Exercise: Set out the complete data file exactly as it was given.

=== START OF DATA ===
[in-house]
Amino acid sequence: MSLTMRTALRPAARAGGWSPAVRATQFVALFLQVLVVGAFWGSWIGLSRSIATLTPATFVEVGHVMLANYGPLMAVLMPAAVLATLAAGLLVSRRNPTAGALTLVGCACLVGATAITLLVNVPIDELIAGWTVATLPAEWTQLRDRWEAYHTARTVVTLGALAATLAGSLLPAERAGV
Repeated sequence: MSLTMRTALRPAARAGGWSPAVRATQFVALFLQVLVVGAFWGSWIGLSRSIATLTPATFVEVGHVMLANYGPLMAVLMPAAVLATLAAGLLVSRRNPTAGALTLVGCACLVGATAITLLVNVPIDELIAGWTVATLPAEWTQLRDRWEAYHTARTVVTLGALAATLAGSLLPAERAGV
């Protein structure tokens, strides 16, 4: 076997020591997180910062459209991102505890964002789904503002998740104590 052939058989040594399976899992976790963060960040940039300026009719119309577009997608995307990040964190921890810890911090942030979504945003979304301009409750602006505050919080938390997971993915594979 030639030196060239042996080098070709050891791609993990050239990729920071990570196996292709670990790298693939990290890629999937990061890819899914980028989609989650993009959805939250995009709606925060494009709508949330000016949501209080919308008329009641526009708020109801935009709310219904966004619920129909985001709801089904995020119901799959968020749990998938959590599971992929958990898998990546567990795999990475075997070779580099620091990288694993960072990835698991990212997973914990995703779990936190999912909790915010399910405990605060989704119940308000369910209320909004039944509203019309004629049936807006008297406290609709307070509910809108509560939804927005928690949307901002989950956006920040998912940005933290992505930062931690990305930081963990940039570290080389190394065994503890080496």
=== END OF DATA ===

[in-house]
Amino acid sequence: MSLTMRTALRPAARAGGWSPAVRATQFVALFLQVLVVGAFWGSWIGLSRSIATLTPATFVEVGHVMLANYGPLMAVLMPAAVLATLAAGLLVSRRNPTAGALTLVGCACLVGATAITLLVNVPIDELIAGWTVATLPAEWTQLRDRWEAYHTARTVVTLGALAATLAGSLLPAERAGV
Repeated sequence: MSLTMRTALRPAARAGGWSPAVRATQFVALFLQVLVVGAFWGSWIGLSRSIATLTPATFVEVGHVMLANYGPLMAVLMPAAVLATLAAGLLVSRRNPTAGALTLVGCACLVGATAITLLVNVPIDELIAGWTVATLPAEWTQLRDRWEAYHTARTVVTLGALAATLAGSLLPAERAGV
């Protein structure tokens, strides 16, 4: 076997020591997180910062459209991102505890964002789904503002998740104590 052939058989040594399976899992976790963060960040940039300026009719119309577009997608995307990040964190921890810890911090942030979504945003979304301009409750602006505050919080938390997971993915594979 030639030196060239042996080098070709050891791609993990050239990729920071990570196996292709670990790298693939990290890629999937990061890819899914980028989609989650993009959805939250995009709606925060494009709508949330000016949501209080919308008329009641526009708020109801935009709310219904966004619920129909985001709801089904995020119901799959968020749990998938959590599971992929958990898998990546567990795999990475075997070779580099620091990288694993960072990835698991990212997973914990995703779990936190999912909790915010399910405990605060989704119940308000369910209320909004039944509203019309004629049936807006008297406290609709307070509910809108509560939804927005928690949307901002989950956006920040998912940005933290992505930062931690990305930081963990940039570290080389190394065994503890080496």